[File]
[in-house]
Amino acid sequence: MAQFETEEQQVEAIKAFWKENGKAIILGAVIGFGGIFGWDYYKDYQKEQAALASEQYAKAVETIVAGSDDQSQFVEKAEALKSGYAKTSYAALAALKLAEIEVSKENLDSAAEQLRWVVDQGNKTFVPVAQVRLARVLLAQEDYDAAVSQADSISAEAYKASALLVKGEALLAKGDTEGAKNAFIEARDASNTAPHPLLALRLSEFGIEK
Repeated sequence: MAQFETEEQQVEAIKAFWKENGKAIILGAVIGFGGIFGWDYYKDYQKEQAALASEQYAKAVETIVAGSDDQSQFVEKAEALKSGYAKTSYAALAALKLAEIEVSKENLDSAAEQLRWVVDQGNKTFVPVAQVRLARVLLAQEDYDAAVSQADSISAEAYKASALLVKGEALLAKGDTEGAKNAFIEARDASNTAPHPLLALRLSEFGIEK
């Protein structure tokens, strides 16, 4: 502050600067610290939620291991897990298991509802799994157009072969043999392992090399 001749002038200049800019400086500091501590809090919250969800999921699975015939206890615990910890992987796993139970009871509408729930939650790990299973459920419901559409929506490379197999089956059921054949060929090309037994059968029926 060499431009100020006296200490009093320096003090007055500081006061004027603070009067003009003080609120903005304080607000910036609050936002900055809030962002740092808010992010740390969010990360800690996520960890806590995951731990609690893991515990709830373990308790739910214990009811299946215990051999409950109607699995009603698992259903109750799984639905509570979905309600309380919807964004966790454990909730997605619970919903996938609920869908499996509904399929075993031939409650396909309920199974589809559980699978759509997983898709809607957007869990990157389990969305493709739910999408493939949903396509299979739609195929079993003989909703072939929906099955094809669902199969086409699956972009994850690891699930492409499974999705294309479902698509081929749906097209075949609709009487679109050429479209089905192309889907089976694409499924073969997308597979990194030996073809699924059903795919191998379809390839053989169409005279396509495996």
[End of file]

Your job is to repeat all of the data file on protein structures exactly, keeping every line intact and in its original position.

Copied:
[in-house]
Amino acid sequence: MAQFETEEQQVEAIKAFWKENGKAIILGAVIGFGGIFGWDYYKDYQKEQAALASEQYAKAVETIVAGSDDQSQFVEKAEALKSGYAKTSYAALAALKLAEIEVSKENLDSAAEQLRWVVDQGNKTFVPVAQVRLARVLLAQEDYDAAVSQADSISAEAYKASALLVKGEALLAKGDTEGAKNAFIEARDASNTAPHPLLALRLSEFGIEK
Repeated sequence: MAQFETEEQQVEAIKAFWKENGKAIILGAVIGFGGIFGWDYYKDYQKEQAALASEQYAKAVETIVAGSDDQSQFVEKAEALKSGYAKTSYAALAALKLAEIEVSKENLDSAAEQLRWVVDQGNKTFVPVAQVRLARVLLAQEDYDAAVSQADSISAEAYKASALLVKGEALLAKGDTEGAKNAFIEARDASNTAPHPLLALRLSEFGIEK
């Protein structure tokens, strides 16, 4: 502050600067610290939620291991897990298991509802799994157009072969043999392992090399 001749002038200049800019400086500091501590809090919250969800999921699975015939206890615990910890992987796993139970009871509408729930939650790990299973459920419901559409929506490379197999089956059921054949060929090309037994059968029926 060499431009100020006296200490009093320096003090007055500081006061004027603070009067003009003080609120903005304080607000910036609050936002900055809030962002740092808010992010740390969010990360800690996520960890806590995951731990609690893991515990709830373990308790739910214990009811299946215990051999409950109607699995009603698992259903109750799984639905509570979905309600309380919807964004966790454990909730997605619970919903996938609920869908499996509904399929075993031939409650396909309920199974589809559980699978759509997983898709809607957007869990990157389990969305493709739910999408493939949903396509299979739609195929079993003989909703072939929906099955094809669902199969086409699956972009994850690891699930492409499974999705294309479902698509081929749906097209075949609709009487679109050429479209089905192309889907089976694409499924073969997308597979990194030996073809699924059903795919191998379809390839053989169409005279396509495996």